Tastebud: Chowchow Down


A pickled, relish-like spread that’s served cold, chowchow is popular in Pennsylvania, Appalachia, the American Southwest, and the South—and with gardeners who have leftover vegetables from summer’s harvest on their hands. The indiscriminate condiment employs almost anything from the ground, from tomatoes and onions to peas and cabbage, and is slathered on biscuits, beans, and burgers or eaten alone. Whatever its contents and purposes, chowchow is almost always flavored with mustard seed and vinegar. The origins of chowchow are disputed: some argue that chou, the French word for cabbage, is the root of the American name. (Other historians trace chowchow to reported sightings of the chow chow breed of dog listed on 19th-century restaurant menus in China; word got back to America, and when China began shipping pickles to the West Coast, the name stuck.) Th

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Food Matters: Beard Bytes

With hundreds of food-related apps available, the iPhone is one of the hottest gadgets for the professional and home cook. But which ones are worth a download? We asked chefs to tell us which tools they are using right now. Read on for their answers, and make your phone the most valuable multitasker in your kitchen.

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Eat this Word: Stone Crabs

WHAT? Seafood for the softhearted. As only the sweet, white claw meat of this warm water crustacean is eaten, fishermen twist the claws off and throw the crab back in the sea. The claws regenerate after about 18 months, although the new claw--known as a retread--is smaller than the original. Fisherman typically leave each crab with one claw so it can defend itself. James Peterson wrote in Fish & Shellfish that he was "shocked" the first time he saw the claws for sale because he assumed, mistakenly, that the crustacean had been killed for a relatively small amount of meat. The crabs, considered a delicacy today, were popularized 80 years ago at Joe's Stone Crab Restaurant in Miami Beach, now a historical landmark. You eat them, usually cold, by cracking the shell with a mallet and dipping the succulent meat in sauce. WHERE?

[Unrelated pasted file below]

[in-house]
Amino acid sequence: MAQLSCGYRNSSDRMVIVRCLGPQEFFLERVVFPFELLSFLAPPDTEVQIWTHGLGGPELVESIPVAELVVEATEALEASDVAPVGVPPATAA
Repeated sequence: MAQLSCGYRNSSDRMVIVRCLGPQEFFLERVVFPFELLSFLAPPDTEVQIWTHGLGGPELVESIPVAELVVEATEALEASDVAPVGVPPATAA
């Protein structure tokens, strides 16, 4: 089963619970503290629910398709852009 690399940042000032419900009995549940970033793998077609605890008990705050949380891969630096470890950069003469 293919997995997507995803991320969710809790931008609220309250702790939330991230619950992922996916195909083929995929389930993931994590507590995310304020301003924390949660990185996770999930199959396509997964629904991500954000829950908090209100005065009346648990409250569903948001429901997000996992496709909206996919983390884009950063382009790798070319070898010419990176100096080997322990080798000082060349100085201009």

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Eye Candy: A Schmaltz to Remember

A bowl of matzoh ball soup from last month's deli-style James Beard dinner, which featured a team of talented chefs who transformed delicatessen staples into creative, contemporary cuisine. Click here to see more photos from the night.

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Recipe: Gnocchi with Morels and Spring English Peas

Spring seems to have sprung for good, which means that seasonal staples like ramps, asparagus, and peas are all the rage. We're getting the freshness started with this homey recipe from Thomas Keller: gnocchi studded with sweet English peas and earthy morels.

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On the Menu: April 4 through April 10


Here’s what’s happening at the Beard House and around the country next week:

Monday, April 5, 7:00 P.M.
Best of Burke
Cook, entrepreneur, inventor: David Burke embraces each of these roles with an unmatched energy and passion. We’re thrilled to welcome the award-winning chef and the protégés who oversee his myriad restaurants for what’s sure to be an evening of showstopping, forward-thinking cuisine.

Tuesday, April 6, 7:00 P.M.
Farm to Table
Sure, plenty of restaurants use sustainable ingredients, but only a select few, including Harvest in Madison, Wisconsin, made it onto Gourmet’s list of th... Read more >

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Recipe: Apple, Goat Cheese, and Country Ham Crostini

These unfussy crostini are a delicious addition to a cocktail party or picnic. While you can switch out the country ham for prosciutto, we think that the dry-cured and smoked product makes for the best contrast against the sweet goat cheese and apples.

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